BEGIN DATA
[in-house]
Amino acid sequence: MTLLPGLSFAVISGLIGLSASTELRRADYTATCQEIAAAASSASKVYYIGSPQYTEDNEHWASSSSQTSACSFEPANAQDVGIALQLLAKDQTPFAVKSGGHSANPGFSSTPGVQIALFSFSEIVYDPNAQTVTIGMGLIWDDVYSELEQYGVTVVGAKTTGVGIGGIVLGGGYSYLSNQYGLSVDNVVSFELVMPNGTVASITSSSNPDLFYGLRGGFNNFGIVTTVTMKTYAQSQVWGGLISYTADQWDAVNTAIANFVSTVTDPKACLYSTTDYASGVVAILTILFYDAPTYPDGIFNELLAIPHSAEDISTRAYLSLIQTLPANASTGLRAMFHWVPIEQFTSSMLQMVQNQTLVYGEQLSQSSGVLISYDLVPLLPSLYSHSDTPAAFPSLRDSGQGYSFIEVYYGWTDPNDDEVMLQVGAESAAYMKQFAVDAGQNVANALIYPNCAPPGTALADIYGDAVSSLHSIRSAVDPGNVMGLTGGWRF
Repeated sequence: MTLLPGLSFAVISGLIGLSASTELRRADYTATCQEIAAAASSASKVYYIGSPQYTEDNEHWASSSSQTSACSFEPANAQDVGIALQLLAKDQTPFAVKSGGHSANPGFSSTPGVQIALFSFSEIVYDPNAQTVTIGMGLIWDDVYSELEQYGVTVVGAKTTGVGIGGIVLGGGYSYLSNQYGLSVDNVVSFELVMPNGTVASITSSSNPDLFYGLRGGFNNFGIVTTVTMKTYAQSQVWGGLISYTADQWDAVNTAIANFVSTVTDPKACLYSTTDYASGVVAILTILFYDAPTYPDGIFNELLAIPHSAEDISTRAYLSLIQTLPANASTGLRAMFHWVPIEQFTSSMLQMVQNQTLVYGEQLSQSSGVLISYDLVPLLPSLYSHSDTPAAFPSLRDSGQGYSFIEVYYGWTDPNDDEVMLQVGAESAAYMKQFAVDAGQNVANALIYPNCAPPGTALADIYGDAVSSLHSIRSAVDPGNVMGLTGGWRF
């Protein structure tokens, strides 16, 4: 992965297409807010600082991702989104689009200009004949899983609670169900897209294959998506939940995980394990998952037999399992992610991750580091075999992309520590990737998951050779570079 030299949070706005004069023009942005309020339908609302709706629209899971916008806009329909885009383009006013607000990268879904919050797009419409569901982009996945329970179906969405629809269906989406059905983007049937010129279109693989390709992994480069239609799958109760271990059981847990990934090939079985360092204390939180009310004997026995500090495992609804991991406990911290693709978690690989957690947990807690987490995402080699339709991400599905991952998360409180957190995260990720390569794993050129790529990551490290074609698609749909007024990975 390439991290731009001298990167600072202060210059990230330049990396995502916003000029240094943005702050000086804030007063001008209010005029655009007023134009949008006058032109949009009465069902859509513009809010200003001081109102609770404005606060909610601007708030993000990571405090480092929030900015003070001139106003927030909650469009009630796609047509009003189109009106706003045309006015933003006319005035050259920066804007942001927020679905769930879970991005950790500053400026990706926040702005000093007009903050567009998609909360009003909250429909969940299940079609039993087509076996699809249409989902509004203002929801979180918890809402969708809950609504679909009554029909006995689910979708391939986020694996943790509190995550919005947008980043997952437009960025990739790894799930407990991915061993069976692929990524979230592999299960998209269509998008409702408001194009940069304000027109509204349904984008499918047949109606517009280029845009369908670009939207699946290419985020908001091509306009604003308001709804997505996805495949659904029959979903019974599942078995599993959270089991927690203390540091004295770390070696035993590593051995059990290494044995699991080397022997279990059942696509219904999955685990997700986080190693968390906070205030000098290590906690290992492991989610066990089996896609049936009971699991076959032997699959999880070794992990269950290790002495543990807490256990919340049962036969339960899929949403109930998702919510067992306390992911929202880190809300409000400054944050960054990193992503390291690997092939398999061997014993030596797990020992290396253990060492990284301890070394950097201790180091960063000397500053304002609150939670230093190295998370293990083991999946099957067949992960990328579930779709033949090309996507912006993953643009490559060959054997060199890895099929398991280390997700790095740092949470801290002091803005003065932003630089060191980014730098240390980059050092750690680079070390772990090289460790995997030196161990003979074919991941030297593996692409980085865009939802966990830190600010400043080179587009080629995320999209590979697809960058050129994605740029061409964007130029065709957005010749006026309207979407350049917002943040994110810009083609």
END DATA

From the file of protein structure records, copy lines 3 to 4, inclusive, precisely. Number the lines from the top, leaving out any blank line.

Repeated sequence: MTLLPGLSFAVISGLIGLSASTELRRADYTATCQEIAAAASSASKVYYIGSPQYTEDNEHWASSSSQTSACSFEPANAQDVGIALQLLAKDQTPFAVKSGGHSANPGFSSTPGVQIALFSFSEIVYDPNAQTVTIGMGLIWDDVYSELEQYGVTVVGAKTTGVGIGGIVLGGGYSYLSNQYGLSVDNVVSFELVMPNGTVASITSSSNPDLFYGLRGGFNNFGIVTTVTMKTYAQSQVWGGLISYTADQWDAVNTAIANFVSTVTDPKACLYSTTDYASGVVAILTILFYDAPTYPDGIFNELLAIPHSAEDISTRAYLSLIQTLPANASTGLRAMFHWVPIEQFTSSMLQMVQNQTLVYGEQLSQSSGVLISYDLVPLLPSLYSHSDTPAAFPSLRDSGQGYSFIEVYYGWTDPNDDEVMLQVGAESAAYMKQFAVDAGQNVANALIYPNCAPPGTALADIYGDAVSSLHSIRSAVDPGNVMGLTGGWRF
């Protein structure tokens, strides 16, 4: 992965297409807010600082991702989104689009200009004949899983609670169900897209294959998506939940995980394990998952037999399992992610991750580091075999992309520590990737998951050779570079 030299949070706005004069023009942005309020339908609302709706629209899971916008806009329909885009383009006013607000990268879904919050797009419409569901982009996945329970179906969405629809269906989406059905983007049937010129279109693989390709992994480069239609799958109760271990059981847990990934090939079985360092204390939180009310004997026995500090495992609804991991406990911290693709978690690989957690947990807690987490995402080699339709991400599905991952998360409180957190995260990720390569794993050129790529990551490290074609698609749909007024990975 390439991290731009001298990167600072202060210059990230330049990396995502916003000029240094943005702050000086804030007063001008209010005029655009007023134009949008006058032109949009009465069902859509513009809010200003001081109102609770404005606060909610601007708030993000990571405090480092929030900015003070001139106003927030909650469009009630796609047509009003189109009106706003045309006015933003006319005035050259920066804007942001927020679905769930879970991005950790500053400026990706926040702005000093007009903050567009998609909360009003909250429909969940299940079609039993087509076996699809249409989902509004203002929801979180918890809402969708809950609504679909009554029909006995689910979708391939986020694996943790509190995550919005947008980043997952437009960025990739790894799930407990991915061993069976692929990524979230592999299960998209269509998008409702408001194009940069304000027109509204349904984008499918047949109606517009280029845009369908670009939207699946290419985020908001091509306009604003308001709804997505996805495949659904029959979903019974599942078995599993959270089991927690203390540091004295770390070696035993590593051995059990290494044995699991080397022997279990059942696509219904999955685990997700986080190693968390906070205030000098290590906690290992492991989610066990089996896609049936009971699991076959032997699959999880070794992990269950290790002495543990807490256990919340049962036969339960899929949403109930998702919510067992306390992911929202880190809300409000400054944050960054990193992503390291690997092939398999061997014993030596797990020992290396253990060492990284301890070394950097201790180091960063000397500053304002609150939670230093190295998370293990083991999946099957067949992960990328579930779709033949090309996507912006993953643009490559060959054997060199890895099929398991280390997700790095740092949470801290002091803005003065932003630089060191980014730098240390980059050092750690680079070390772990090289460790995997030196161990003979074919991941030297593996692409980085865009939802966990830190600010400043080179587009080629995320999209590979697809960058050129994605740029061409964007130029065709957005010749006026309207979407350049917002943040994110810009083609």